“You clearly haven’t interviewed Lee yet”
And proof that Helen is clearly a dunce:
“I wish I could be a fly on the wall in there” said without any knowing smile or indication that she realised what she was saying.
The interviews were as laughable as ever: “Hey Alex, you’re boring and have no hobbies or interests” “Hey Lucinda, you have a hobbies and interests, you’re clearly not a serious business woman.”
Still, it all pales in comparison to the final ‘twist’ where Alan decides he can’t be bothered to decide who wins himself, so sets an objective final task where he splits the final four into two teams, each containing someone he’d like to hire called Alex or Claire and someone else. It ruins the entire point of the show – of whittling them down until it’s the last two standing going head-to-head. How exactly is he meant to make a fair decision on the final two if they never compete against each other (well from watching them work for him for the 3 months before filming the last task and revealing the winner clearly). The show really is becoming a complete mockery of itself, and I think Sir Alan really needs to make his mind up what he wants from an ‘Apprentice’. Does he want someone he can teach and mould in his own image, or does he just want someone who’s no bother and will just do the job so he can get on with making Series 5 of The Apprentice.
Lets hope when they make it we can get someone that’s likeable and competent this time around.
June 05, 2008
... please consult Mark Burnett before throwing in any more ill-advised ‘twists’ which ruin the entire format.
or “This sort of post is why I struggle to be taken seriously as a writer”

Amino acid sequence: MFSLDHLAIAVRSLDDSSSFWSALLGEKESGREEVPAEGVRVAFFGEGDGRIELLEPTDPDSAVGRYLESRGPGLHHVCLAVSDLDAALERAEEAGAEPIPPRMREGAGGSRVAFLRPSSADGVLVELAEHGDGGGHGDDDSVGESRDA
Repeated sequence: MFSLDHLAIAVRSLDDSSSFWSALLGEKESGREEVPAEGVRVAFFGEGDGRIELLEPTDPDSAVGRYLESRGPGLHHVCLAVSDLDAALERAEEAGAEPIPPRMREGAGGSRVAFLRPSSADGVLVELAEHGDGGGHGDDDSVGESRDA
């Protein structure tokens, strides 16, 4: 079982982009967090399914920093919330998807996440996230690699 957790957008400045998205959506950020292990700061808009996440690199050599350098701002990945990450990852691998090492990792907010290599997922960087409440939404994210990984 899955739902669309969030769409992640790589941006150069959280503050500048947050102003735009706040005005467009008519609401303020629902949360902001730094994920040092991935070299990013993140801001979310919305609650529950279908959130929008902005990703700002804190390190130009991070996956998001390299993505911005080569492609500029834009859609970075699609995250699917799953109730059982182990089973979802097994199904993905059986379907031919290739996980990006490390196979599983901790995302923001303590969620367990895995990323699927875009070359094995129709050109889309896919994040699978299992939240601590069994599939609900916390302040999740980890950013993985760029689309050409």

KitKat hit the new flavour jackpot some years back with their Chunky Peanut Butter flavour, and have recently launched KitKat Senses. Apparently it’s aimed at young women, but sod it, I love Galaxy Ripples and if we’re going to start basing sexuality on your choice of chocolate bar then I should have been born an hermaphrodite dammit. I’m equal opps too: if you’re a girl and want a Yorkie, GO FOR IT. The raisin and biscuit flavour is rather nice, though once I got one with no biscuit in which was a bit weird. The KitKat Senses bar has plenty of biscuit in the form of your traditional KitKat wafer though, in fact it’s around twice as much as a Kinder Buneo which it rips off with impunity. As such, the Senses bar isn’t as tasty as its progenitor as the wafer and chocolate totally overpower the hazelnut cream. With a Buneo you can bite off the top and scoop out the filling separately on occasion for a varied taste experience (if you’re a a bit odd). Doing so with a KitKat Senses bar just gives you a small amount of bland, dry paste. The one thing they would have over the Buneo is that they’re more filling. Or they would be if there wasn’t only one in the pack, compared to the Buneo’s two individually wrapped bars. The latter of course, having the added advantage of allowing you to choose between either eating extra chocolate or giving one away to that pretty girl in the office in the hopes of fostering a future a romantic relationship. Or at the very least some kinky chocolate sharing ‘friends-with-benefits’ arrangement where she buys you Galaxy Ripples in exchange for Toblerone.